With almost 2,000 plugins available, Jenkins is still one of the more popular CI/CD tools available on the internet. One feature, or even third-party plugin, I couldn’t find though… a way to automatically upgrade those plugins! I always had to go into my client’s Jenkins dashboard and update everything by hand. While the process to do so was fairly easy (click the “select all” checkbox, then click “upgrade”), I prefer to automate processes whenever possible.

What follows is my ultimate solution for automatic upgrades of plugins in Jenkins. This tutorial assumes both admin access to Jenkins and admin access to the host it’s running on.

Installing the jenkins-cli

Unfortunately, I don’t understand tomcat applications, so I can’t explain why this works. It just works. Using a browser, go to

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to download the cli jar file to your local machine. To download directly to a directory on your server (we’re using /opt for this), cd to that directory then run

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Getting a list of installed plugins

The basic command you’ll be using is:

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On older versions of Jenkins, this will work just fine. But you’re not running an older version of Jenkins, right? Right? You’re up to date for security reasons. So if you run that command, you should receive the error:

ERROR: anonymous is missing the Overall/Administer permission

One solution, of course, is to grant the anonymous user the Administer permissions. I’ll go ahead and show you where to do that, but honestly? Please don’t. It’s an awful security practice.

Under Manage Jenkins->Security, we maintain our permissions with the Project-based Matrix Authorization Strategy. This is a very easy visual to administer. Any users you’ve granted access to will be listed in alphabetical order.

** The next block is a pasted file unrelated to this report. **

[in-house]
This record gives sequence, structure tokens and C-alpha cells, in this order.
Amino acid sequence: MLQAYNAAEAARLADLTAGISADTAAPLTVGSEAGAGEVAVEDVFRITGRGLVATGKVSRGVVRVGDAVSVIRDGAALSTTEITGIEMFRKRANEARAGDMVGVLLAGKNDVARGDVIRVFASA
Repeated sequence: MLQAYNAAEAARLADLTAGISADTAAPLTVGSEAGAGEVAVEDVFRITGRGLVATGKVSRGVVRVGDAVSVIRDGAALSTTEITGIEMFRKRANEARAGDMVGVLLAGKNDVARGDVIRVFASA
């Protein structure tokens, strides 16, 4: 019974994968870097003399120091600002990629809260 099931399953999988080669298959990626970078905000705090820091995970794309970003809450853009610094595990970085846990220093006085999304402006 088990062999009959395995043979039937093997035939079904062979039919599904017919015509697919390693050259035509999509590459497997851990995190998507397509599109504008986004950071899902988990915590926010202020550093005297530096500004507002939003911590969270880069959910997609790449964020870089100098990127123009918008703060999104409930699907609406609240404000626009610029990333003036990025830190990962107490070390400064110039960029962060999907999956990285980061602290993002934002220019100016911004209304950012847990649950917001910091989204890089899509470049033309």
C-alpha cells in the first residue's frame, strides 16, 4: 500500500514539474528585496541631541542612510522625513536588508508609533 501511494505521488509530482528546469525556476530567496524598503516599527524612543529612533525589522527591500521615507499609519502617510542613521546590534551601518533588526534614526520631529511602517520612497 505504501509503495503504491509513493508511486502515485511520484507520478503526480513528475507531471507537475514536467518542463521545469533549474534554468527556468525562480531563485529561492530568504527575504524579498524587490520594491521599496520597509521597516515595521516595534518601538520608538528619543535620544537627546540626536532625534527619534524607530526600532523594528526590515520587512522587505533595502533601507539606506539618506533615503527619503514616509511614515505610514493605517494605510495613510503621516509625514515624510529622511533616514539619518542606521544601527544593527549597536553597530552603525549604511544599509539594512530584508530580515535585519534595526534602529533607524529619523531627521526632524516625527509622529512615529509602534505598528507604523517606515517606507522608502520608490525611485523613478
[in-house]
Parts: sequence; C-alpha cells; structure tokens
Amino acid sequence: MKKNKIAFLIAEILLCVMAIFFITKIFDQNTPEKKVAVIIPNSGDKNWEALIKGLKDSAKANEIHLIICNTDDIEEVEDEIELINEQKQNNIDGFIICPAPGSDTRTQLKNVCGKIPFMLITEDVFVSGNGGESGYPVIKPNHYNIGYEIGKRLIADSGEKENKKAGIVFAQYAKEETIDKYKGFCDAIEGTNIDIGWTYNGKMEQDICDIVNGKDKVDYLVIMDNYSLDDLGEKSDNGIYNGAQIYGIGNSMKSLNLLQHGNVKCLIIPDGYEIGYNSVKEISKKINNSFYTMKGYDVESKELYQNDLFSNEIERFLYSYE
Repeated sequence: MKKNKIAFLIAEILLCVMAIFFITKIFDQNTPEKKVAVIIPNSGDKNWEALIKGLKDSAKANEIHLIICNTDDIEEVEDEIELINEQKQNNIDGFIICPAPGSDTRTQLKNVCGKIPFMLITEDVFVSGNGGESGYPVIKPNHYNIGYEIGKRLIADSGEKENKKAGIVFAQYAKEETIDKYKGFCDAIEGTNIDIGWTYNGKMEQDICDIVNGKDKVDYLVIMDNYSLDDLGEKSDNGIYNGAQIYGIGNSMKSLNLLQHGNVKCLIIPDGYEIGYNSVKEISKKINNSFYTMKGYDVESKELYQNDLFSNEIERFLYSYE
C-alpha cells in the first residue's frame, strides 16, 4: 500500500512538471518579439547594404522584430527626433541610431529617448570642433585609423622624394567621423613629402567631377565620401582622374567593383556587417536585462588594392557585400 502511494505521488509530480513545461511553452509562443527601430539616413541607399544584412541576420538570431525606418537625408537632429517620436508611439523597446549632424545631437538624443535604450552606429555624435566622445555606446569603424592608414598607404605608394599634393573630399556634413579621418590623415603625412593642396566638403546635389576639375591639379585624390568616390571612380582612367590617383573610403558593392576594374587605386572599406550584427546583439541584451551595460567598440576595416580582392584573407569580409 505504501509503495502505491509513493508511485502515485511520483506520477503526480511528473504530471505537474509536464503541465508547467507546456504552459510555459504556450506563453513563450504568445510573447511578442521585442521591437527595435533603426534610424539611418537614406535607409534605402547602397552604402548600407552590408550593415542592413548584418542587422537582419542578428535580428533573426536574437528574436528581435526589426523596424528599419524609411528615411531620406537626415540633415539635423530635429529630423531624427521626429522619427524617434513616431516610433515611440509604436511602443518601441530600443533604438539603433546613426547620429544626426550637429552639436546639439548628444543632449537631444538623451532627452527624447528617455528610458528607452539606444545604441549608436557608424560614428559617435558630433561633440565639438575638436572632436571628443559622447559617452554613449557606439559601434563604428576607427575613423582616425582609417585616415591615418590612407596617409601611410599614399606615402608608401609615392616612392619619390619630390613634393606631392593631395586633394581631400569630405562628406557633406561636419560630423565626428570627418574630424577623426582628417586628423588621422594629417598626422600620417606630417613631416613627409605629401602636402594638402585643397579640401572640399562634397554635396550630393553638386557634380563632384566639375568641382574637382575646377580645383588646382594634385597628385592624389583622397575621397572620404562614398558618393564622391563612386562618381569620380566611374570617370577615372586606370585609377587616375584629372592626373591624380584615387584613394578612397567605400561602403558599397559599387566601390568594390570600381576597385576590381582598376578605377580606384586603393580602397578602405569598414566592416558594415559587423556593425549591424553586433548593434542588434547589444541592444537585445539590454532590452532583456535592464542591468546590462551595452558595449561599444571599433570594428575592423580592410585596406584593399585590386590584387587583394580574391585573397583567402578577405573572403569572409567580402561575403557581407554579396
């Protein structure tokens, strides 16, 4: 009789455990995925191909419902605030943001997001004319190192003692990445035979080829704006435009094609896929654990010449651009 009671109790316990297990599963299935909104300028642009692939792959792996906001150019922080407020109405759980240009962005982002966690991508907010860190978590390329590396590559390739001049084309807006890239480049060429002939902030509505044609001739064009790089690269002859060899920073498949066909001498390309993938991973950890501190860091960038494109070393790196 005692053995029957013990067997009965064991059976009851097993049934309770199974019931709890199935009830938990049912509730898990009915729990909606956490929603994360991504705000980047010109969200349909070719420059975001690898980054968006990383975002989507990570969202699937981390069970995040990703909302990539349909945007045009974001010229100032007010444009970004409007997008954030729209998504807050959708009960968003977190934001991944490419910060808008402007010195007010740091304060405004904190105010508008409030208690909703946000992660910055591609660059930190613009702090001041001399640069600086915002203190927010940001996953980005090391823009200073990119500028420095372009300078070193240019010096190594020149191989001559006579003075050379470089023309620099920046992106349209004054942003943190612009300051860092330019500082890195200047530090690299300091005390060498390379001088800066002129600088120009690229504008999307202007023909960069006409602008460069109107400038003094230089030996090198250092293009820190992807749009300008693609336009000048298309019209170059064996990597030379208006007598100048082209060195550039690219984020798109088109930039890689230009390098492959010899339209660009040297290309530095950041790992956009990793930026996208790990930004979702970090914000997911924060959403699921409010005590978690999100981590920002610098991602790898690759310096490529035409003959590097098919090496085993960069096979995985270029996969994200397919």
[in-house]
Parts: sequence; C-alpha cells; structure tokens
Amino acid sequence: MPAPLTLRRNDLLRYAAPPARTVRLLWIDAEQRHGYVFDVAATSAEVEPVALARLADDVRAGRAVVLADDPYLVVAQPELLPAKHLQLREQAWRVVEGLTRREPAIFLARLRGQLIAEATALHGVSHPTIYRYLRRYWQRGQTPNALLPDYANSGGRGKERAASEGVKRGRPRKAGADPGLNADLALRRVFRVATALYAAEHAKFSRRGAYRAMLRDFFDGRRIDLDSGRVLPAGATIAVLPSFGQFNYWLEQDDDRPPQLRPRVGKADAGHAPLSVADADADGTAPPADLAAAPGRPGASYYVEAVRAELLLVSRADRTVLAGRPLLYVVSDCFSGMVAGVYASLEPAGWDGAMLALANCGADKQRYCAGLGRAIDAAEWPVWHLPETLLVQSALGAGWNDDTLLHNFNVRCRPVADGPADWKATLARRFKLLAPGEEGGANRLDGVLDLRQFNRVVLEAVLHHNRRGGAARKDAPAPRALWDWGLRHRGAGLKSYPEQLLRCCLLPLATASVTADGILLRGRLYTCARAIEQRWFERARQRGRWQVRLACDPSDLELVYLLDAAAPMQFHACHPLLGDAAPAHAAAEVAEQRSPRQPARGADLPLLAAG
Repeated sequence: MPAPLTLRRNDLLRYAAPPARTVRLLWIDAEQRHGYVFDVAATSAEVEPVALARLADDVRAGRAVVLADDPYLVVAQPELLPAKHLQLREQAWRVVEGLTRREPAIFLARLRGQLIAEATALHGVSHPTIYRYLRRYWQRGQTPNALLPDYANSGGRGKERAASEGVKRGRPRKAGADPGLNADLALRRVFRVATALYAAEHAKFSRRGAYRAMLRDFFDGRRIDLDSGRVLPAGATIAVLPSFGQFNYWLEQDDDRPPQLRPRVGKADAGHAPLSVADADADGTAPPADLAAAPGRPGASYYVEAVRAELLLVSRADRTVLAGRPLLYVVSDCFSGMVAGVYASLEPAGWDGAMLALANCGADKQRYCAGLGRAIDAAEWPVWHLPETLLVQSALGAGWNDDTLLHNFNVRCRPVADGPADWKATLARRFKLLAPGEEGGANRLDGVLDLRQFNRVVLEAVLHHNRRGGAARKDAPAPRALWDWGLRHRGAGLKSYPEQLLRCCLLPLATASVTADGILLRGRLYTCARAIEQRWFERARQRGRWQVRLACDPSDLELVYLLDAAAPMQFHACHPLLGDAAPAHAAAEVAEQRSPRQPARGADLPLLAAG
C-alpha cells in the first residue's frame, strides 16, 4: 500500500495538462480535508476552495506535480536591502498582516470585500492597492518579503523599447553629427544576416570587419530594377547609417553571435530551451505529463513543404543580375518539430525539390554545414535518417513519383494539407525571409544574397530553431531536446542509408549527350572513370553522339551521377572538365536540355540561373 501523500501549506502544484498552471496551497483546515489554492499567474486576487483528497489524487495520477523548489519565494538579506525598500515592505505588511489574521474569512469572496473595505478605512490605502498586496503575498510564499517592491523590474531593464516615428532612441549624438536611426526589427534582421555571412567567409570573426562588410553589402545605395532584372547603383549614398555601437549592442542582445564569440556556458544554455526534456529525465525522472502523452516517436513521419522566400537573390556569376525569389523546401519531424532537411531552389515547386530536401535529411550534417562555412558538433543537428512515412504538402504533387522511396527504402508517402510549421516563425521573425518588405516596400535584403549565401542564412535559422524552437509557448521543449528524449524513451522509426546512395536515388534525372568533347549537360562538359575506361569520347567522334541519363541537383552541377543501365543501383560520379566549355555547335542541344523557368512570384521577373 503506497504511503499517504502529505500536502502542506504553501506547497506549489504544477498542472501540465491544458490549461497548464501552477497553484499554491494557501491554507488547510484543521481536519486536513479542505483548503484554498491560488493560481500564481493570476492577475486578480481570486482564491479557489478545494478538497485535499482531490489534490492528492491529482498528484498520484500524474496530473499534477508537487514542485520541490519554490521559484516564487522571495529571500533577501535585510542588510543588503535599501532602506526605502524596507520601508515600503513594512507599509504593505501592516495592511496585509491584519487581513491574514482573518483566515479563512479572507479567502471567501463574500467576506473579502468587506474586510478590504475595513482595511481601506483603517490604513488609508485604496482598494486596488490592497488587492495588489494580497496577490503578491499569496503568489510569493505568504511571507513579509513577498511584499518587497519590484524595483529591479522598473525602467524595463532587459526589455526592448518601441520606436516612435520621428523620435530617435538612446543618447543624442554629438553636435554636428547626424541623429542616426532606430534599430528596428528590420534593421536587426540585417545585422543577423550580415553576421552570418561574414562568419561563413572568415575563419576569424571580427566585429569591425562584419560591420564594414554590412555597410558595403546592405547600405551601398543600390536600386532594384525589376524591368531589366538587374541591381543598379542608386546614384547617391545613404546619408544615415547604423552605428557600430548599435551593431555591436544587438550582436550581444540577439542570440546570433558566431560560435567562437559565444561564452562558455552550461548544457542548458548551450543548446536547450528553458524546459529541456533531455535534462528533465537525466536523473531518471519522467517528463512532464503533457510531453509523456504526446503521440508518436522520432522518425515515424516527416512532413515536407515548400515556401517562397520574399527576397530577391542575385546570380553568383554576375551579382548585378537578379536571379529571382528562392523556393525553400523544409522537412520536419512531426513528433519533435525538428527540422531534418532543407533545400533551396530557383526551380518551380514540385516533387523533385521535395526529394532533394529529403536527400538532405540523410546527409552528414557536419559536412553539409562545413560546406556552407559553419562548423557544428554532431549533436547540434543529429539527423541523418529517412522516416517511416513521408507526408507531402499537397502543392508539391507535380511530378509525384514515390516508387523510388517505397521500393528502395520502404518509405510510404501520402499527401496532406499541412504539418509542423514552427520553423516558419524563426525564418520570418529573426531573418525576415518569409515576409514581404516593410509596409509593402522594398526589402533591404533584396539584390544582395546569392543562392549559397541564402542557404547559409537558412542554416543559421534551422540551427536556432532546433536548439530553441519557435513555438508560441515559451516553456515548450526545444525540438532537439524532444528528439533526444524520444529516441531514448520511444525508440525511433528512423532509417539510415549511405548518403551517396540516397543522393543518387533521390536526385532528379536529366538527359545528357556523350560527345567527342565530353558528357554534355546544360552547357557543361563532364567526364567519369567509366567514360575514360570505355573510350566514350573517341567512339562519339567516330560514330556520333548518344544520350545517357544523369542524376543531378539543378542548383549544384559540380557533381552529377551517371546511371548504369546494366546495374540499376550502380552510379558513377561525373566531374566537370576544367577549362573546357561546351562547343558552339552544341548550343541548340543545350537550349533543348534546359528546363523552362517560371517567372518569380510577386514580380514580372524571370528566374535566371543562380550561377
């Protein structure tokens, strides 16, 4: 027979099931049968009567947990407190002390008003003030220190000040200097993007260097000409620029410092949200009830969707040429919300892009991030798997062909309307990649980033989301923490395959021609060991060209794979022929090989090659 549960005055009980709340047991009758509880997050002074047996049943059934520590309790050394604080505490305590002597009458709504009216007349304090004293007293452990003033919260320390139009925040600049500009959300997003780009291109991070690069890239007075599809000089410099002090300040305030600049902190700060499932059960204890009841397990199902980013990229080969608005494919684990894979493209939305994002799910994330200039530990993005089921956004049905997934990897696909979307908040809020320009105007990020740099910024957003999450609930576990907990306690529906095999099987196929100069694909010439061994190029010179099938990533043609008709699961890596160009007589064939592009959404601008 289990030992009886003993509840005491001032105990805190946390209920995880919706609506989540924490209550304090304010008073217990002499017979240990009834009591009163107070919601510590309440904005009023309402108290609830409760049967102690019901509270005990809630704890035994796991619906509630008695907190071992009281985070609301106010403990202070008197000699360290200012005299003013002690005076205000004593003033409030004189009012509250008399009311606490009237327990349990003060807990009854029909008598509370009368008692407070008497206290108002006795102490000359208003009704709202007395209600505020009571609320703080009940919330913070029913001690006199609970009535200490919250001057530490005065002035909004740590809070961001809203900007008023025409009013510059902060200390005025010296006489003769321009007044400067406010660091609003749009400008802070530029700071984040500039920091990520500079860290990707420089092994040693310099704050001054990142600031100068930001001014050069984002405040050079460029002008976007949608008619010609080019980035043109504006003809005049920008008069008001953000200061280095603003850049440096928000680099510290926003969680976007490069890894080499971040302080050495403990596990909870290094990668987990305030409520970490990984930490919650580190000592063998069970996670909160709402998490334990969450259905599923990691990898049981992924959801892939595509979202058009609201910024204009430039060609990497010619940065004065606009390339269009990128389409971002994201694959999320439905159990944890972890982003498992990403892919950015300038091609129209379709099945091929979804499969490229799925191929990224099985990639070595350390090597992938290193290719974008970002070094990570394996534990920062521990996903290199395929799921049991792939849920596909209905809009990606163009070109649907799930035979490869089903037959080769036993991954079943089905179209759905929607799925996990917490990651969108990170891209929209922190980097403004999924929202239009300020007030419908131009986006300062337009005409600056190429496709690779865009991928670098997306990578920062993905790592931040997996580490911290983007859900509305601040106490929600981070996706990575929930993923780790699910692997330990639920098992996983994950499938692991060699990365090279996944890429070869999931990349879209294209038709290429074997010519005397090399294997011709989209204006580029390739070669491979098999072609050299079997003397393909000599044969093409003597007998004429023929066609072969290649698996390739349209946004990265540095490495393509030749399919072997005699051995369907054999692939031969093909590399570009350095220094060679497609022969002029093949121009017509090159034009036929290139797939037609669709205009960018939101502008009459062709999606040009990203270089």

authorization anonymous

Granting Administer to anonymous; please don’t do this!

The better solution is to create a token with the proper permissions. You can use an existing user for this, but what if someone leaves the company and their credentials are deleted? It’s best to create a new user, then generate a token from there.

After you create your user, go to the above Matrix Authorization, click “Add user,” type in the new username, grant them Administer privileges, and Save.

Next, log out of Jenkins, and back in as your new user. Click the drop-down and select Configure.

jenkins cli user

Configure the new user

Generate an API token with the “Add new Token” button.

Copy off the resulting token, now. This is the only chance you’ll have to save it somewhere. If you lose it, you’ll need to generate a new one.

Let’s go back to our original command line and authenticate with the token.

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If all the steps worked right, you should have a list of all the plugins currently installed in your Jenkins, including their descriptions and version numbers.

Now we get into some command line trickery!! If you have any plugins that can be upgraded, the newer version will also display, inside ().

amazon-ecr Amazon ECR plugin 1.107.ve50d37906739 (1.114.vfd22430621f5)

We can use some basic shell scripting to use that to our advantage. The other two Jenkins commands we’ll be using are “install-plugin” and “safe-restart”. Rather than walk you through every line of the script, I’ll leave it to you to deconstruct. At this point, I want to give a huge hat-tip to Michael Wyraz on Stack Overflow for his beautiful answer that pointed me in the right direction.

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Obviously you can use whatever language you like, and you can kick the script off however you like. I’m super old-school and opted for bash and cron.

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As you can see, I’m running mine at 20:15 (UTC), daily. Every morning, I come in to freshly upgraded Jenkins plugins.